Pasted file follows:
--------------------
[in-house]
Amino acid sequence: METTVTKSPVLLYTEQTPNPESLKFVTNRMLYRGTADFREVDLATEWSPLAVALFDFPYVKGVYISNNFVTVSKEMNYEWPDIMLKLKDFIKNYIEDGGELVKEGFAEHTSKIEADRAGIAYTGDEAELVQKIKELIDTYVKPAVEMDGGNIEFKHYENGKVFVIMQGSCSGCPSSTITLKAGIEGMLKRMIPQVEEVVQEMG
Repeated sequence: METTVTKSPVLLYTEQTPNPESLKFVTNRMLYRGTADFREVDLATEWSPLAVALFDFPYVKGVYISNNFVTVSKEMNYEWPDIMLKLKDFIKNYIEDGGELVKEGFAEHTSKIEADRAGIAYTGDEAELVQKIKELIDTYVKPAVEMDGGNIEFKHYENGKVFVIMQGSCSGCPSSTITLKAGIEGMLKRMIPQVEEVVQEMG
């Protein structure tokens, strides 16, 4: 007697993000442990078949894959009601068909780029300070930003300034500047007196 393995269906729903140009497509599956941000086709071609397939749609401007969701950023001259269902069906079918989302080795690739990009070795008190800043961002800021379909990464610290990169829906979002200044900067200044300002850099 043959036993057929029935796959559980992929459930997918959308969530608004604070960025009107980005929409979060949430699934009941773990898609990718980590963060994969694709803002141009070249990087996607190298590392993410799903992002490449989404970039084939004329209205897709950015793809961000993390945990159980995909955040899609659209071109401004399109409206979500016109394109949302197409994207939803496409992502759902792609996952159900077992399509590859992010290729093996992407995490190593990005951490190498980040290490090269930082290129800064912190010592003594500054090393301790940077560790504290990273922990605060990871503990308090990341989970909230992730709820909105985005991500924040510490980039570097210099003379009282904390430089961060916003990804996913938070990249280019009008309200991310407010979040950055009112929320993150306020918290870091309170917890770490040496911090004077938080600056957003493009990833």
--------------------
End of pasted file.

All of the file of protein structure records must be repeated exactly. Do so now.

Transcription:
[in-house]
Amino acid sequence: METTVTKSPVLLYTEQTPNPESLKFVTNRMLYRGTADFREVDLATEWSPLAVALFDFPYVKGVYISNNFVTVSKEMNYEWPDIMLKLKDFIKNYIEDGGELVKEGFAEHTSKIEADRAGIAYTGDEAELVQKIKELIDTYVKPAVEMDGGNIEFKHYENGKVFVIMQGSCSGCPSSTITLKAGIEGMLKRMIPQVEEVVQEMG
Repeated sequence: METTVTKSPVLLYTEQTPNPESLKFVTNRMLYRGTADFREVDLATEWSPLAVALFDFPYVKGVYISNNFVTVSKEMNYEWPDIMLKLKDFIKNYIEDGGELVKEGFAEHTSKIEADRAGIAYTGDEAELVQKIKELIDTYVKPAVEMDGGNIEFKHYENGKVFVIMQGSCSGCPSSTITLKAGIEGMLKRMIPQVEEVVQEMG
């Protein structure tokens, strides 16, 4: 007697993000442990078949894959009601068909780029300070930003300034500047007196 393995269906729903140009497509599956941000086709071609397939749609401007969701950023001259269902069906079918989302080795690739990009070795008190800043961002800021379909990464610290990169829906979002200044900067200044300002850099 043959036993057929029935796959559980992929459930997918959308969530608004604070960025009107980005929409979060949430699934009941773990898609990718980590963060994969694709803002141009070249990087996607190298590392993410799903992002490449989404970039084939004329209205897709950015793809961000993390945990159980995909955040899609659209071109401004399109409206979500016109394109949302197409994207939803496409992502759902792609996952159900077992399509590859992010290729093996992407995490190593990005951490190498980040290490090269930082290129800064912190010592003594500054090393301790940077560790504290990273922990605060990871503990308090990341989970909230992730709820909105985005991500924040510490980039570097210099003379009282904390430089961060916003990804996913938070990249280019009008309200991310407010979040950055009112929320993150306020918290870091309170917890770490040496911090004077938080600056957003493009990833």